Study may be inconclusive, but owners know dogs feel jealousy
By Sue Manning
WHEN Shetland sheepdog Maggie comes home from the groomer, her owners praise and pet her shiny coat, much to the chagrin of pit bull Stormy, who will head-butt her until their family cuts out the compliments.
“Stormy’s jealous,” said owner Amy Putnam. “You know how you’re supposed to treat your kids the same? Well, that goes for dogs, too. They get along great and go with the flow until one thinks she is being slighted.”
After hearing stories like Putnam’s, a psychology professor decided to study for the first time whether the emotion of jealousy really occurs in dogs. The nine-month study published in July in the science journal PLOS ONE hints that it could be possible, but other experts aren’t so sure behavior like Stormy’s can be called jealousy.
“While I will not say that dogs do not experience jealousy, this article does not prove that they actually do,” said Dr Bonnie Beaver, executive director of the American College of Veterinary Behaviorists and a professor at Texas A&M University’s College of Veterinary Medicine.
Beaver insists dogs lack shame. Despite what people think, the guilty look — head cowered, ears back, eyes droopy — is a reaction to people throwing tantrums over chewed-up shoes and accidents on the carpet, she said.
But Christine Harris, a professor of psychology at the University of California, San Diego, says her dog study supports the theory that there is a more basic form of jealousy.
She and a former student worked with 36 dogs, videotaping owners ignoring their pets while petting and talking sweetly to stuffed, animated dogs or jack-o-lantern pails. A pair of independent workers watched the videos for behavior like aggression or attention-seeking.
When people interacted with the stuffed animals, their dogs pushed or touched them 78 percent of the time; tried to get between the owner and toy 30 percent of the time; and snapped at the fake dog 25 percent of the time, Harris said.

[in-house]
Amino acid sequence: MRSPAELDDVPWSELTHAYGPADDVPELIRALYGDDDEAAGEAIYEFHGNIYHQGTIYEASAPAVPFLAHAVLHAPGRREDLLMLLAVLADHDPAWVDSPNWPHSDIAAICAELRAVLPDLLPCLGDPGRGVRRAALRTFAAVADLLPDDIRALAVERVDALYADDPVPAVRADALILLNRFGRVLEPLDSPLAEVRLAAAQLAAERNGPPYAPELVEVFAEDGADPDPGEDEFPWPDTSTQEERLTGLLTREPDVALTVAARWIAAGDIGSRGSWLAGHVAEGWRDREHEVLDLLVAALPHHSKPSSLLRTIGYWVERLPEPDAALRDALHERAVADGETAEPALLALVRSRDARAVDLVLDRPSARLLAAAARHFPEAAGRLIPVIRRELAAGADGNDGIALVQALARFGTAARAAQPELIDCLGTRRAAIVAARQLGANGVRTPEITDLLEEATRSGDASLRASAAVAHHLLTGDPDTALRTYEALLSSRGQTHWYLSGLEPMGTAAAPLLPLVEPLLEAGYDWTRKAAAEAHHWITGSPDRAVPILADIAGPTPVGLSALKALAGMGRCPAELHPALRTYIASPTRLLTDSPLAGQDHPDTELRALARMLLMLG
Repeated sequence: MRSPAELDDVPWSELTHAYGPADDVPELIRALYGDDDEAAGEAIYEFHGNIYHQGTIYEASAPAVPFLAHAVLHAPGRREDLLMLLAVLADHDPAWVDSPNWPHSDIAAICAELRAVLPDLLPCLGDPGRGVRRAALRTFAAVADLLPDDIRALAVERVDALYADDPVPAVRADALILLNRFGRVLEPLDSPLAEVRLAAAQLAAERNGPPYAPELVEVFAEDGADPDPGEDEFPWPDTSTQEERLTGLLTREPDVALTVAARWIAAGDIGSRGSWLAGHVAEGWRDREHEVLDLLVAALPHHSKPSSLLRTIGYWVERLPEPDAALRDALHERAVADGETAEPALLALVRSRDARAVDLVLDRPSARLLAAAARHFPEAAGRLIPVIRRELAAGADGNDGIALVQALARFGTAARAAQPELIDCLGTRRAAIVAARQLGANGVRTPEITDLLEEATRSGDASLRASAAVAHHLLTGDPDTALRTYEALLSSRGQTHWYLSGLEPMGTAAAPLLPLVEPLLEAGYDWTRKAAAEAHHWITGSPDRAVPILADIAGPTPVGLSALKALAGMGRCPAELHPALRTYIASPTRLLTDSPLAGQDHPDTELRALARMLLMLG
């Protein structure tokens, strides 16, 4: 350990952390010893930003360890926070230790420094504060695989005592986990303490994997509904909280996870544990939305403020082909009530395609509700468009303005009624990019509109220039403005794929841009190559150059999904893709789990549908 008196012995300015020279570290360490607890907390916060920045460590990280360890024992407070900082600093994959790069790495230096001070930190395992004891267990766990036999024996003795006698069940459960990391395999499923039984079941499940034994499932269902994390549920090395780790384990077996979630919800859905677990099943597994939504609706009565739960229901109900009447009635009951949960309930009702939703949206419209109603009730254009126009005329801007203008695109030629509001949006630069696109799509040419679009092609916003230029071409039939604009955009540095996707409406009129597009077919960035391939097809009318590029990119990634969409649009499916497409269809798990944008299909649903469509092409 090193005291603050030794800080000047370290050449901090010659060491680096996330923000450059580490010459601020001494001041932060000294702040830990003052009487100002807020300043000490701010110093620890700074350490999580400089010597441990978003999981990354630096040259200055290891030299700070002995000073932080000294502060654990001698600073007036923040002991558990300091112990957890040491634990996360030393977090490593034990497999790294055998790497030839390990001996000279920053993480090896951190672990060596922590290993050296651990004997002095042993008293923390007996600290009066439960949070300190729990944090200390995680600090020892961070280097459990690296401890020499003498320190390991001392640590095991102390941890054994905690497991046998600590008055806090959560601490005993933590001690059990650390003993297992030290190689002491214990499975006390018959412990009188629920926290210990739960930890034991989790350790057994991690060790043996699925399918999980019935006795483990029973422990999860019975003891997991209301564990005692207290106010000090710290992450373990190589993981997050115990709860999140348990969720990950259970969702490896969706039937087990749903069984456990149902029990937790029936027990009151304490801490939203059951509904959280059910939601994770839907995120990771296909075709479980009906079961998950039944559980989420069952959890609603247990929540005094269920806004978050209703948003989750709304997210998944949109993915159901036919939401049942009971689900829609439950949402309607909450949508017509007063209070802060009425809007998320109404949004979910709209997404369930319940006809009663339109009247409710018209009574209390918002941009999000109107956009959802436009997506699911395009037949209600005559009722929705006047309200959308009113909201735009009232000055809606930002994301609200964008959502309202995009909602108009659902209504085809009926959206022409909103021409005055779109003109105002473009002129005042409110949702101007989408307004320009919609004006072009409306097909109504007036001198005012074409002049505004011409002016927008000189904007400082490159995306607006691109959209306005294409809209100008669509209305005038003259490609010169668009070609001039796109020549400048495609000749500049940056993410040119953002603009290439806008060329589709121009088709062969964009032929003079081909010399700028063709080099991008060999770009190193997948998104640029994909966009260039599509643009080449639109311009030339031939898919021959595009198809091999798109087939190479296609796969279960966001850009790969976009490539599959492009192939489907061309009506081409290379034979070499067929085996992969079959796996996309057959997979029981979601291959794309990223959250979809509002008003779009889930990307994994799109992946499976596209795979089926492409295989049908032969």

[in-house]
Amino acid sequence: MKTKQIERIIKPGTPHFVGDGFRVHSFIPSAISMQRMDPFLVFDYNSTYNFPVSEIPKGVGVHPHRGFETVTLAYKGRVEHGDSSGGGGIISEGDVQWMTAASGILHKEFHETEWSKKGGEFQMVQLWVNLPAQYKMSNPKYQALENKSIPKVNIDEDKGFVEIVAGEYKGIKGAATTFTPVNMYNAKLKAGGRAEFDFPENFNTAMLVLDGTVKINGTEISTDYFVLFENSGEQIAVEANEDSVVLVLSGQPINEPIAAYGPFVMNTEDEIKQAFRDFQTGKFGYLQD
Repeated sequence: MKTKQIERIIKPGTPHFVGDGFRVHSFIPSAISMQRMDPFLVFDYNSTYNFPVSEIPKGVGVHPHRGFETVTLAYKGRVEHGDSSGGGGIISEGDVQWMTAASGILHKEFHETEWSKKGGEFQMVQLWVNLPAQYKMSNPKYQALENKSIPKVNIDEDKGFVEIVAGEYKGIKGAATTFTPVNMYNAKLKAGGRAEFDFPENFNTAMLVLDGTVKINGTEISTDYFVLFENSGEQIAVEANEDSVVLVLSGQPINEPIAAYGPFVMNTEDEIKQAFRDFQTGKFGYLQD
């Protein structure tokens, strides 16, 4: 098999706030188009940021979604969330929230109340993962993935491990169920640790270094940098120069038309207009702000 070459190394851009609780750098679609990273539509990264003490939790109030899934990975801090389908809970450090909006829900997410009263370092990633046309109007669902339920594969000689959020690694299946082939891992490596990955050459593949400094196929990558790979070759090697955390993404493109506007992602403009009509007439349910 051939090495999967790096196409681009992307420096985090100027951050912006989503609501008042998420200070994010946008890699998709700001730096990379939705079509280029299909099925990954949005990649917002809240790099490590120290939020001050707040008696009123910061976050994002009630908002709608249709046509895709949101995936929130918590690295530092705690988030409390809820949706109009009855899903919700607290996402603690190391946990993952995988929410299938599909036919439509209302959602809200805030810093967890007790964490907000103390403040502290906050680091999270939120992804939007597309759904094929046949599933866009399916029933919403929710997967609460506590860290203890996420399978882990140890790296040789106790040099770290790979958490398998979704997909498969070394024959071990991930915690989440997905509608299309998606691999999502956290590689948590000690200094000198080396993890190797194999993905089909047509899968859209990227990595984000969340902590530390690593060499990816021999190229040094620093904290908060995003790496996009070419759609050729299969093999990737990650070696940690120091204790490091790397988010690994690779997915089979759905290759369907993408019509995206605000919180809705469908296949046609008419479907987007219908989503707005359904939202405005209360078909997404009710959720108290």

There was much less of that behavior when it came to the toy pails. Forty-two percent of the dogs tried to push or touch them; 15 percent tried to get between them; and 1 percent snapped.
Harris believes the dogs saw the stuffed animals as rivals.
“When they see a loved one show affection toward another what appears to be a real being, they engage in real behaviors to try and draw the affection back to them,” Harris said. “That’s what you see in humans, too.”
Beaver said the study “opens up thoughts about what an animal might be experiencing.” But she’s concerned about calling it jealousy. A dog might be more interested because another “social being” is interacting with the owner, Beaver said.
Harris said she is not claiming a dog’s “internal experience” mirrors that of humans, because it’s impossible to know.
“Some say that’s not jealous behavior, that dogs don’t have emotions like this,” she said. “Others have said I am being too cautious, and if they have emotions like us, they will have behavior like us.”
Whether dogs get jealous or not, there’s certainly much competition for affection in the Putnam house with the arrival of a grandson. Stormy the pit bull wants to be the only dog-sitter for the 6-week-old boy.
“If Maggie gives him any attention, Stormy gets mad and ushers her out,” Amy Putnam said, adding she didn’t previously think about how the dogs got along.
“But when you talk about it like this, you realize there is a whole lot of jealously going on,” she said.